“I’m really looking forward to helping build and validate a real-world, advanced use case for AI. ‘AI’ in general has become such a buzzword; there are many grand ideas that don’t always translate into something concretely useful. I believe self-reflecting autonomous agents is one of the really exciting applications of AI to explore.’s testing agent is a perfect opportunity to build something really practical with this technology while pushing the limits of what we can do today. But in a more hand-wavy sense, I also look forward to having a tiny part in helping shape the future of autonomous agent applications. I think we’re at the tip of the iceberg for what we can do in this area, and the exploration and problem solving we do now can unlock huge potential going forward.”

Let’s dive into the AI thing a bit more. As you mentioned, is an AI-powered platform. What is your personal view on AI?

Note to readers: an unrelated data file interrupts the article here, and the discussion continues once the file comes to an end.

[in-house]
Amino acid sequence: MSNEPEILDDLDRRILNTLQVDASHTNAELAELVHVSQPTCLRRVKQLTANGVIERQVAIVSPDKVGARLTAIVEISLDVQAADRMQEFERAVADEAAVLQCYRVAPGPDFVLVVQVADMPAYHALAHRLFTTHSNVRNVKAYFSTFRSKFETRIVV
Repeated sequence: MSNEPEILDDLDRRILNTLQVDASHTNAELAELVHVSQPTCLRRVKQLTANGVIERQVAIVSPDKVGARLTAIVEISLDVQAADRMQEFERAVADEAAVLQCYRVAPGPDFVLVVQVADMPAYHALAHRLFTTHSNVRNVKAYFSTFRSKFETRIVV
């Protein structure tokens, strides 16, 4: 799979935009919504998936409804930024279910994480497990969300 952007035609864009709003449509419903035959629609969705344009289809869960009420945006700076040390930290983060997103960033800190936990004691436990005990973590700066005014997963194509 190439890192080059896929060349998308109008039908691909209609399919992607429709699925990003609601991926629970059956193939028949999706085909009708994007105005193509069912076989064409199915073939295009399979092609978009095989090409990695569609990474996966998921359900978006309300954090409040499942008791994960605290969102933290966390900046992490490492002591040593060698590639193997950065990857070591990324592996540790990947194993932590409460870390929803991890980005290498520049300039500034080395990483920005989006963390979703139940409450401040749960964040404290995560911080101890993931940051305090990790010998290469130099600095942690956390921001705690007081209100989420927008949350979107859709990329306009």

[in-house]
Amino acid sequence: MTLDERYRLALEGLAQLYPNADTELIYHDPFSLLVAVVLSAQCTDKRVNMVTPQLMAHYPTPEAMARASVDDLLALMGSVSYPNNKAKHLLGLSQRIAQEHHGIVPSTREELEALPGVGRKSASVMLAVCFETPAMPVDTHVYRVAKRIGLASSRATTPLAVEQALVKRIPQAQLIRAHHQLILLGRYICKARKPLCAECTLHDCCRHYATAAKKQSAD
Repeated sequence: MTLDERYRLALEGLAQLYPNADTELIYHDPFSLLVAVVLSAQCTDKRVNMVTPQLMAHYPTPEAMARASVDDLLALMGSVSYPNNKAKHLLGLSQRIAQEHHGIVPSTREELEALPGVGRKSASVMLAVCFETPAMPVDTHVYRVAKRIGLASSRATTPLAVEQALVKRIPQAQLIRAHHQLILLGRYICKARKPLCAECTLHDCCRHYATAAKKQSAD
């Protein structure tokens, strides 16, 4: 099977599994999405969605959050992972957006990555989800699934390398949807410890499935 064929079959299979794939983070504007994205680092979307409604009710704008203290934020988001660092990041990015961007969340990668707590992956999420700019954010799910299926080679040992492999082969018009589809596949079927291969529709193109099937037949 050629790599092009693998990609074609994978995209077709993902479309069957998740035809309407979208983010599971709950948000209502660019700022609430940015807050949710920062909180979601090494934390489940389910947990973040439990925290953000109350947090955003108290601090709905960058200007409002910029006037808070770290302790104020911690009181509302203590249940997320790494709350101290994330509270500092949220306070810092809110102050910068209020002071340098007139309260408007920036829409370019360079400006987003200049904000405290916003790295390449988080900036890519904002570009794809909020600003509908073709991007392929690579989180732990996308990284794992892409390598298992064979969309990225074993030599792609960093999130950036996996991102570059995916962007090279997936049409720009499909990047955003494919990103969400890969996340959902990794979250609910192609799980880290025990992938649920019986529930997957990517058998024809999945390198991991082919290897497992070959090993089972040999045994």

“I believe that AI will be a net positive for the world if we do it right. Like other powerful technologies, it will require change and adaptation at both individual and societal levels. As developers working with AI, I think it’s our responsibility to tread thoughtfully and consider the potential impacts this work will have on those around us. This is why I see both the optimism and pushback to AI as a positive thing in the long run. I believe actively challenging and regulating what we’re building, just as with any other powerful technology, is an important part of building something as robust, useful, and ethically sound as possible.”

What do you think will be the biggest challenges?